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I am looking to hook up a 5 pin LED switch to a set of LED strip lights in my truck. They have already been hooked up to my park lights through a direct connection to the fuse controlling them, but I want to use this switch in order to control the lights. Can anyone explain how to hook up this switch? Can I just put the power to the fuse on the positive and the lights on the negative and it will work, or is that the wrong way of thinking?

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closed as unclear what you're asking by Olin Lathrop, placeholder, Daniel Grillo, Matt Young, Chetan Bhargava May 14 '14 at 17:20

Please clarify your specific problem or add additional details to highlight exactly what you need. As it's currently written, it’s hard to tell exactly what you're asking. See the How to Ask page for help clarifying this question. If this question can be reworded to fit the rules in the help center, please edit the question.

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    \$\begingroup\$ Huh? What's a "5 pin LED switch"? \$\endgroup\$ – Olin Lathrop May 14 '14 at 15:24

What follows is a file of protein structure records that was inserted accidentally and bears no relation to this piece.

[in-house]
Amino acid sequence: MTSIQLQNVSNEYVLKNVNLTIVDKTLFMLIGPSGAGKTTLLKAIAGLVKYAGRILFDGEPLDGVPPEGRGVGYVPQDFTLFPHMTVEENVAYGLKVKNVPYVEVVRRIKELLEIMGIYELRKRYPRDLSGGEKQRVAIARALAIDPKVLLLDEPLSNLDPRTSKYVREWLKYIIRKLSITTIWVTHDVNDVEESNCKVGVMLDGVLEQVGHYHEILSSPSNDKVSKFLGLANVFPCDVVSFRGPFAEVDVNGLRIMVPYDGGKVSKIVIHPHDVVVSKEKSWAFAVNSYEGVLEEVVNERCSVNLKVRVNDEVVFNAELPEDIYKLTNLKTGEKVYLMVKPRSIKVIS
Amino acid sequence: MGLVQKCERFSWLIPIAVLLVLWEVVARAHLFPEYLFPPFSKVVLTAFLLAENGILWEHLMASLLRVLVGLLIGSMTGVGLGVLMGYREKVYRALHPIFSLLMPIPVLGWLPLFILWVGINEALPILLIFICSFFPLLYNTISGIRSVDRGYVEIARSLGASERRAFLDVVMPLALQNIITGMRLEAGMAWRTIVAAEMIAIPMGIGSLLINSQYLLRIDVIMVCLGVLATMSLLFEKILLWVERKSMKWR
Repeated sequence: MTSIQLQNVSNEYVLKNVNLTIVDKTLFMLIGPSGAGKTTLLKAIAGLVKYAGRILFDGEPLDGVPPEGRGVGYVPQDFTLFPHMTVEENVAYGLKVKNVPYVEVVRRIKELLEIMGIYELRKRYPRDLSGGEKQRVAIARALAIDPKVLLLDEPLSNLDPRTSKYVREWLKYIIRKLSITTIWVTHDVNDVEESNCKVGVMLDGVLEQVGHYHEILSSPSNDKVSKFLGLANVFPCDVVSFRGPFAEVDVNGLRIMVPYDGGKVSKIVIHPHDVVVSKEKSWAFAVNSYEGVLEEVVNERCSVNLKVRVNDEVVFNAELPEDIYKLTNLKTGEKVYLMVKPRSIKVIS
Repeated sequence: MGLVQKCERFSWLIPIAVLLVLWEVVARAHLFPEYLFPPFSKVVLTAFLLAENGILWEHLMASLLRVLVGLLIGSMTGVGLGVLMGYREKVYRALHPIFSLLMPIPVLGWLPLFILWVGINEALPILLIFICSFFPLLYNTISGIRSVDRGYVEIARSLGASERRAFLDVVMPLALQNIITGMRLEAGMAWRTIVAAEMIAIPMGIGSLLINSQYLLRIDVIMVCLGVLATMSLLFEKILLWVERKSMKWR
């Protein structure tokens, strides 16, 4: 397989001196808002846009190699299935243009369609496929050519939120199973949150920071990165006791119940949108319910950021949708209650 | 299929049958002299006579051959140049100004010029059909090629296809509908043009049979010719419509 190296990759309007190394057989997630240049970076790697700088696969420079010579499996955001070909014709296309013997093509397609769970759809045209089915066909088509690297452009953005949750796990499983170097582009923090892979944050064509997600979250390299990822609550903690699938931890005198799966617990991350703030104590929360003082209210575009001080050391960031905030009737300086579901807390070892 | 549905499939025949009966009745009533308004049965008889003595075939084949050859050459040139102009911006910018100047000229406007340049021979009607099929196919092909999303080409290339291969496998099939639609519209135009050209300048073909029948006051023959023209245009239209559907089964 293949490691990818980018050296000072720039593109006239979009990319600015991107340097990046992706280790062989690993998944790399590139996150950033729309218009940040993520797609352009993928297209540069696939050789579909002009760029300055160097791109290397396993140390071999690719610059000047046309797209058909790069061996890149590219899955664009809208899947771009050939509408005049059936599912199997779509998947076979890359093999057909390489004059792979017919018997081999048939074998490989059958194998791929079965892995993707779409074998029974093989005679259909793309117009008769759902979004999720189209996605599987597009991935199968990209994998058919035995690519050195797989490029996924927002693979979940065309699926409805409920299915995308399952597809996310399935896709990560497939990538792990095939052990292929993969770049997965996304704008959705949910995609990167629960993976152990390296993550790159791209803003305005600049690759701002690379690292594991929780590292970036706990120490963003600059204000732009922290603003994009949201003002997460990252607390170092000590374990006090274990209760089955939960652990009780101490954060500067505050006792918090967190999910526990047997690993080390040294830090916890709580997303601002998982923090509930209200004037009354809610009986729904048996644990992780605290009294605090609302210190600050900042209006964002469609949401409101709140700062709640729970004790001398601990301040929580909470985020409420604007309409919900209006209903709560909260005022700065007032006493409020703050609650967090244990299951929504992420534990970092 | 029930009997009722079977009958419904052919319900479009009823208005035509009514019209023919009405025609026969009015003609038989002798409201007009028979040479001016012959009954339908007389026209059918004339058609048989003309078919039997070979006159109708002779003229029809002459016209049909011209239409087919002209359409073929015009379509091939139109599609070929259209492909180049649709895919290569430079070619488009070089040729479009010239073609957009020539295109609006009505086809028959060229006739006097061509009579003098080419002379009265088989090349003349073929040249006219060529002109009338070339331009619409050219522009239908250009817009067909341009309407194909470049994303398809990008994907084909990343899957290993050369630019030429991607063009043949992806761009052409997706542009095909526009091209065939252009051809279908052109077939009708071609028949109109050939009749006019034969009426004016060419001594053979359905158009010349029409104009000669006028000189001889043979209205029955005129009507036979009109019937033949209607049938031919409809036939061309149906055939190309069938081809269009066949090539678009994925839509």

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I'll assume that by "5-pin LED switch" you mean a switch that includes an LED indicator (a lighted switch), which is why it has terminals marked negative and positive. I'll further assume that the illuminated switch and the LED strip lights both operate on 12V.

You can think of such a switch as two devices in one: a switch, and an LED:

schematic

simulate this circuit – Schematic created using CircuitLab

(Internal current-limiting resistor not shown.)

You can't just use the positive and negative terminals for switching a load on and off, they are merely the connections for the indicator light inside the switch. Instead you need to use the other three pins for switching. (I'm still assuming your 5-pin switch is a single pole double throw (SPDT) switch and an LED indicator, but without a photo or a part number I am just guessing.)

In this case you treat the indicator on the switch as another load, just like the LED strips. They would be wired in parallel, if you want the indicator LED to light simultaneously with the LED strips:

schematic

simulate this circuit

In this schematic, the switch in it's "off" position doesn't create a circuit, because one of the terminals (a throw) of the switch is left unconnected. In the other position, it creates a connection between both loads (the internal LED in the switch and the LED strips) and the positive terminal of the supply (which the fuse is part of).

Both the negative terminal of the switch LED and the LED strips are connected to common ground (chassis ground), so that the circuit is complete.

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